Is a Name Change Required?
By Kimberly A. Paton, Esq.
Oftentimes, people think that a person officially changes their name to get a “fresh start”, such as after a marriage with a traditional name change or a couple forming a new, combined name; reverting to a maiden name after a divorce; because of a bad situation that is haunting them; adopting a child; anglicizing a name to blend in; or just because you don’t like your name.
Many of these situations are part of another legal process and include just checking a box.
There are other times, however, that call for an official name change that may not be on your radar. For example, using multiple names throughout different times or places in your life.
It used to be that people could use any name they wanted on even official documents like social security cards, passports, driver’s licenses, work documents, etc., provided that the different name was not used for criminal activities. Many of our clients even have nicknames on their official documents. In the past, all that was needed was for the person to state that they are “also known as” some other name or to provide a “Same Name Affidavit” to address these different names.
Due to changes in the law, this process has gotten much more difficult. There is a whole segment of our readers that may need to have an “official name change” in order to make their official documents consistent to prove who they are.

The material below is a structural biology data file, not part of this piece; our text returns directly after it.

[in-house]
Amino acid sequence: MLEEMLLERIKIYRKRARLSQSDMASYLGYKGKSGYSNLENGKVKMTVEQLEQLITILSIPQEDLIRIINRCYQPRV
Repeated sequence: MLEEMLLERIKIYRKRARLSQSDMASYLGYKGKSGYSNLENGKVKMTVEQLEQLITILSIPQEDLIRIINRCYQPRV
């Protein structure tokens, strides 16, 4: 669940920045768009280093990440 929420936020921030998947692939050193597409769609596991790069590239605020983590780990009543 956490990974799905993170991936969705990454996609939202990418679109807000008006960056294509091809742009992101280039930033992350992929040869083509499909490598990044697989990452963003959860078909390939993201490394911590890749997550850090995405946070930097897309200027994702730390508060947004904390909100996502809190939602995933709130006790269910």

For instance, they may have used their maiden or anglicized name in their work life, and their married or birth name in their personal life. Some people are not even sure of their legal name. Therefore, they have official documents like their driver’s license, Social Security Card, passport, insurance cards, pension records, Medicare cards, etc. in a variety of names.
If you want to get a driver’s license and need six points of identification, you may not be able to provide this because your official documents don’t match. Alternatively, you may not be able to prove who you are for the pension company, social security, Medicare, or bank in order to collect your pension or work benefits because your driver’s license or other official documents are not in your birth name.
I know this first-hand, as I had to deal with my husband’s name disparity after he died. My husband was born in Italy and named Giuseppe, but he used “Joe” regularly in his day-to-day life. At the worst time in my life, I was dealing with this situation. Fortunately, I am an attorney and have the training to handle this issue, but it was still emotionally draining. We want to alert our readers to this potential situation, so that they can address it before it becomes a real issue. We, at the Paton Law Firm, have helped people with name changes, and we want to make this process as painless as possible.